Turkey launched its invasion of Kurdish-controlled areas in northern Syria on Oct. 9, threatening to bring to life the fears of residents who spoke with Al-Monitor in the days before the operation began.
US troops evacuated two observation posts Oct. 7 in northern Syria, at Gire Spi/Tell Abyad and Sari Kani/Ras al-Ain. The move came after Turkish President Recep Tayyip Erdogan announced Oct. 5 that his country would carry out an air and ground assault east of the Euphrates.
The general command of the Syrian Democratic Forces (SDF) said in a statement after the withdrawal, “Despite our efforts to avoid any military escalation with Turkey and the flexibility we have shown ... to establish a border security mechanism and to fulfill our obligations in this regard, the US did not fulfill its obligations and withdrew its troops from the border areas with Turkey. Meanwhile, the latter is now preparing for an invasion of northern and eastern Syria.”
The SDF, a Kurdish-Arab alliance that until recently was supported by the US-led coalition against the Islamic State (IS), considers the US withdrawal and statements that it would not interfere in the Turkish operation a "stab in the back." US President Donald Trump appeared to backtrack somewhat from the noninterference statement, however, threatening to "obliterate" Turkey's economy if its forces do anything Trump considers "off limits."
Meanwhile, Trump said he had consulted all US allies before deciding to withdraw American troops, stressing that Britain was “very thrilled” by the decision. The UK denied Trump's claim, saying instead it was "very concerned" by Trump's apparently unilateral move, in which he essentially bypassed the Pentagon and the US Congress.
The decision also caused concern in Kurdish cities, as would be expected. Early this week, Al-Monitor spoke with some passers-by at a market in Qamishli near the Turkish border.
“We don't want war,” said Um Shirvan, 62. “We're concerned about Turkey's entry into Sari Kani/ Ras al-Ain because just one artillery [battery] can destroy hundreds of houses. We don't want to find ourselves on the streets; we want peace.”
Shirin, a citizen of al-Muabbada, told Al-Monitor, “Turkey makes threats every single day, so it's only natural for us to be afraid. However, the Democratic Union [Party, the PYD] should seek to calm things down and find ways out of this crisis, which it bears the bulk of. It has to enter into Kurdish-Kurdish understandings that could protect us from danger.”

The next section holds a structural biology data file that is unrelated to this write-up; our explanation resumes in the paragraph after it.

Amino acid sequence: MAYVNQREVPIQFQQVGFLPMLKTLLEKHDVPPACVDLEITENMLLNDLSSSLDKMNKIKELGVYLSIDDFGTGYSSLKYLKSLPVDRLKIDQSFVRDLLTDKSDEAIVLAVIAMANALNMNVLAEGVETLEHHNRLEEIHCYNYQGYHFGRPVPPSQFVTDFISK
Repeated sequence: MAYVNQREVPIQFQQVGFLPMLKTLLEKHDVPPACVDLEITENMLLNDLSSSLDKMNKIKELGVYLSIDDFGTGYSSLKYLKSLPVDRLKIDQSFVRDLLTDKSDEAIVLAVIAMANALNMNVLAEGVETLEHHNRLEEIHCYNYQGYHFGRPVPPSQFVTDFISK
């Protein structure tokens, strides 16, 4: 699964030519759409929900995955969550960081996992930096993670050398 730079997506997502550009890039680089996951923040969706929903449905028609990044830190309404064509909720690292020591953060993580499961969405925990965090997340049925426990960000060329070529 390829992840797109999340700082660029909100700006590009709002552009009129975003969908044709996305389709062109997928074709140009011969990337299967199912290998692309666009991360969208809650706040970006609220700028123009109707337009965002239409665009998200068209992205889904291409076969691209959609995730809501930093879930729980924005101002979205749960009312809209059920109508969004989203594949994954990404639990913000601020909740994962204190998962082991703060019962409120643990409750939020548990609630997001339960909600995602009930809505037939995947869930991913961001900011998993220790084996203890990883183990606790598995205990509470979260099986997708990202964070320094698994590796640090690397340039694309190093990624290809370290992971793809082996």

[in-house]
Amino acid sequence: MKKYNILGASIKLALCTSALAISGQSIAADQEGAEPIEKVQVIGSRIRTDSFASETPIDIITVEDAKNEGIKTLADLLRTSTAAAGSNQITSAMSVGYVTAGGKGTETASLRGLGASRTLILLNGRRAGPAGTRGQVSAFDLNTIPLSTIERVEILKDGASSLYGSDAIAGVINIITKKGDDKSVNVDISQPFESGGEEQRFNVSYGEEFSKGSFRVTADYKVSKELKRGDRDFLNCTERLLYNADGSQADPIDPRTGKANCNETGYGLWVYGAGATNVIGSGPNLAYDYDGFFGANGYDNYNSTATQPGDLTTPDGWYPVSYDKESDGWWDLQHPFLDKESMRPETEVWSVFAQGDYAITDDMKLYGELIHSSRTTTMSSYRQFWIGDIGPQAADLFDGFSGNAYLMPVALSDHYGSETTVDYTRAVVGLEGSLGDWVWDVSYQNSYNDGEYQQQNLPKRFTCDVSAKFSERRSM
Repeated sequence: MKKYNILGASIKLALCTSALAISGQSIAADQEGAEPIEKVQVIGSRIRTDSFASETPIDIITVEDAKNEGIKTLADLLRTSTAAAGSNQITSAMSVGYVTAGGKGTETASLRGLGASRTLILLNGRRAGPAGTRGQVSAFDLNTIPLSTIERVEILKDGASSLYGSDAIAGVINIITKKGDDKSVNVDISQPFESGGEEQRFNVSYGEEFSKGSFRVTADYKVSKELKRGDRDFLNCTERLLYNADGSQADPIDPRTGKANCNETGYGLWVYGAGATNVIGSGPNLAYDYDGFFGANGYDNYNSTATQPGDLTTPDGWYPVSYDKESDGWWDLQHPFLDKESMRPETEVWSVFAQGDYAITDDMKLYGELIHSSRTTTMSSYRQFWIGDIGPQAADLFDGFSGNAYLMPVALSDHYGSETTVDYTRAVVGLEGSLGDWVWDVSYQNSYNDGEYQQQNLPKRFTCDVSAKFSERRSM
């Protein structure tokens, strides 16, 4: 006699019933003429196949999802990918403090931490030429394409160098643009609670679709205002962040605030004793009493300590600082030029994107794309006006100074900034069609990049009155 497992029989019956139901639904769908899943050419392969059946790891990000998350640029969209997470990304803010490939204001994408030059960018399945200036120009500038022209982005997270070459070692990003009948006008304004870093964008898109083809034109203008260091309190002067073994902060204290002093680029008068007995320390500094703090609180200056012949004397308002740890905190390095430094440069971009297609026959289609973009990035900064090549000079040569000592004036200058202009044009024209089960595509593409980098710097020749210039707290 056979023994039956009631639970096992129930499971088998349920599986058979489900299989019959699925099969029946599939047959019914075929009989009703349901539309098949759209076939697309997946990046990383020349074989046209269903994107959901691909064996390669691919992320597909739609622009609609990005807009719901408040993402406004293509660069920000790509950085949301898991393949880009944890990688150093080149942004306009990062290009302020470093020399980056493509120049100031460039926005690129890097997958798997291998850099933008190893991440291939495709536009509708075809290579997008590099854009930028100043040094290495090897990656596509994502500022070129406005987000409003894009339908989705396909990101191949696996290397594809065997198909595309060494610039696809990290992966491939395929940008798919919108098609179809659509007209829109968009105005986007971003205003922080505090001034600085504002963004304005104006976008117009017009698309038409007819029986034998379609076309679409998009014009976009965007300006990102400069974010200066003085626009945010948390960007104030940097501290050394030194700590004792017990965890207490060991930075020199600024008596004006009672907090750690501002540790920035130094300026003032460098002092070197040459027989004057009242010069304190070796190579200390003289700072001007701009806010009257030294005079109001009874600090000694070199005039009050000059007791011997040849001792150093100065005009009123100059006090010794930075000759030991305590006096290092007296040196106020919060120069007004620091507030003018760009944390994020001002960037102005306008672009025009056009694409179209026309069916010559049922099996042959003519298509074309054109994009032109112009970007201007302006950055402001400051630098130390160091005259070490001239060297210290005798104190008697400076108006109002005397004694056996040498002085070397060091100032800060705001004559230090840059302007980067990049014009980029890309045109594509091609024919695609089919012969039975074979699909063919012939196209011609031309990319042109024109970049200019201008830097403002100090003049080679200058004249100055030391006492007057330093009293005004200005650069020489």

The situation in Syria remains confusing for Kurds, as the United States has sent mixed signals. On Oct. 7, the Pentagon said in a statement that the United States would not support or participate in the imminent Turkish operation.
Political author Akram Hussein told Al-Monitor, “Things are not clear. There are conflicting US positions and statements."
In part, Hussein said, the troop withdrawal aims to distract from impeachment proceedings against Trump.
But he also said the withdrawal from Tel Arqam base, 5 kilometers (3 miles) west of Sari Kani, aims to “save Erdogan face, given his daily statements to the Turkish people [that he will] intervene and eliminate the Kurdistan Workers Party (PKK)," which Turkey and others consider a terrorist group.
“On the Kurdish level, [the US withdrawal aims at] pressuring the PYD and the SDF to achieve reform, such as removing non-Syrian elements and restructuring the [autonomous Kurdish] administration with the participation of components of the area, especially the Kurdish [National] Council.” The council is one of the blocs of the National Coalition for Syrian Revolutionary and Opposition Forces.
Hussein said that had it not been for the United States, the autonomous administration of north and east Syria, often called Syrian Kurdistan or Rojava, would not have risen. “If the US [protection] is lifted, I believe that the Kurdish administration will not be able to withstand the Turks, Russians and the regime.” He said the autonomous administration should watch what it says and still maintain ties with the United States even if the Kurds lose territory as a result of the United States' common interest with Turkey.
Meanwhile, Khalil Hamid, a citizen from Sari Kani, told Al-Monitor, “In the event of war, we will have to leave our homes.”
Hamid added, “I call on the PYD to abandon its policies that do not provide reassurances. For example, Erdogan argues that the PYD is part of the PKK, but instead of proving him wrong, PYD supporters take to the streets on the border with Turkey, raising PKK flags and pictures of its leaders. We do not want war. We have had it with all the bloodshed. We want to go to sleep without being afraid of not waking up.”
A makeup artist who said her name was Orkina told Al-Monitor before the invasion began, “[Turkey] has been making these threats since forever and we no longer know whether to take them seriously or not. If the Turkish invasion were to take place, we would endure major losses — be it in terms of migration or infrastructure. Shutting down the Semalka border crossing between us and Iraqi Kurdistan would disrupt trade and the movement of goods, coupled with price increases. Personally, a Turkish invasion would affect my work and I would not be able to receive the material needed for my beauty center. A war would put an end to all celebrations and this would affect all professions linked to such occasions.”
Abdul Baqi Darwish, a laboratory specialist, told Al-Monitor, “If the US truly withdraws, matters will get worse and more complicated. The US would lose the people’s trust and it would seem like a green light to Turkish intervention. Meanwhile, if the latter were to take place, it would have catastrophic repercussions and consequences, especially if Turkish-affiliated opposition factions intervene as well. This would cause a demographic change if the refugees are settled in the area, in addition to the panic that would prevail.”